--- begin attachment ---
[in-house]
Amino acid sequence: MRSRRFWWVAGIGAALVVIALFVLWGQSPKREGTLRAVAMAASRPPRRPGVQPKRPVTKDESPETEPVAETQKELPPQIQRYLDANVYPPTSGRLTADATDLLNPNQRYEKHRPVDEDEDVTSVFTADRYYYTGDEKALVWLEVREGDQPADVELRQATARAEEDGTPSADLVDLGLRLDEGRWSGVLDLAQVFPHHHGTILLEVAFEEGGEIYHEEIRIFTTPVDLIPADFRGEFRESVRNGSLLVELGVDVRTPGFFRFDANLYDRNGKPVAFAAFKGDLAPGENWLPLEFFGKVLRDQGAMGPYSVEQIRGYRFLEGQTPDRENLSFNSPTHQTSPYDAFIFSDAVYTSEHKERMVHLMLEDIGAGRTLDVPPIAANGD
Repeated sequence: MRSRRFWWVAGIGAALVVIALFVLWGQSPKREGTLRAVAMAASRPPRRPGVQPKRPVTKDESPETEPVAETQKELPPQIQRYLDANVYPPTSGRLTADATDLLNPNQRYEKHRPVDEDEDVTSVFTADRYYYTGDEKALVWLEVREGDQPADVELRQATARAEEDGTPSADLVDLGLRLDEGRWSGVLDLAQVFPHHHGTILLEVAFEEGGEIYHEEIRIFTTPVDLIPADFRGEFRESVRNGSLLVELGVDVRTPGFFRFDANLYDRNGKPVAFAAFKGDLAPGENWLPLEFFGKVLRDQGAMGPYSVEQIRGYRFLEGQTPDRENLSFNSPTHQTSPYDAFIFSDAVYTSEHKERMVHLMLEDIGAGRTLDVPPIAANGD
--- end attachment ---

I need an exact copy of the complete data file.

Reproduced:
[in-house]
Amino acid sequence: MRSRRFWWVAGIGAALVVIALFVLWGQSPKREGTLRAVAMAASRPPRRPGVQPKRPVTKDESPETEPVAETQKELPPQIQRYLDANVYPPTSGRLTADATDLLNPNQRYEKHRPVDEDEDVTSVFTADRYYYTGDEKALVWLEVREGDQPADVELRQATARAEEDGTPSADLVDLGLRLDEGRWSGVLDLAQVFPHHHGTILLEVAFEEGGEIYHEEIRIFTTPVDLIPADFRGEFRESVRNGSLLVELGVDVRTPGFFRFDANLYDRNGKPVAFAAFKGDLAPGENWLPLEFFGKVLRDQGAMGPYSVEQIRGYRFLEGQTPDRENLSFNSPTHQTSPYDAFIFSDAVYTSEHKERMVHLMLEDIGAGRTLDVPPIAANGD
Repeated sequence: MRSRRFWWVAGIGAALVVIALFVLWGQSPKREGTLRAVAMAASRPPRRPGVQPKRPVTKDESPETEPVAETQKELPPQIQRYLDANVYPPTSGRLTADATDLLNPNQRYEKHRPVDEDEDVTSVFTADRYYYTGDEKALVWLEVREGDQPADVELRQATARAEEDGTPSADLVDLGLRLDEGRWSGVLDLAQVFPHHHGTILLEVAFEEGGEIYHEEIRIFTTPVDLIPADFRGEFRESVRNGSLLVELGVDVRTPGFFRFDANLYDRNGKPVAFAAFKGDLAPGENWLPLEFFGKVLRDQGAMGPYSVEQIRGYRFLEGQTPDRENLSFNSPTHQTSPYDAFIFSDAVYTSEHKERMVHLMLEDIGAGRTLDVPPIAANGD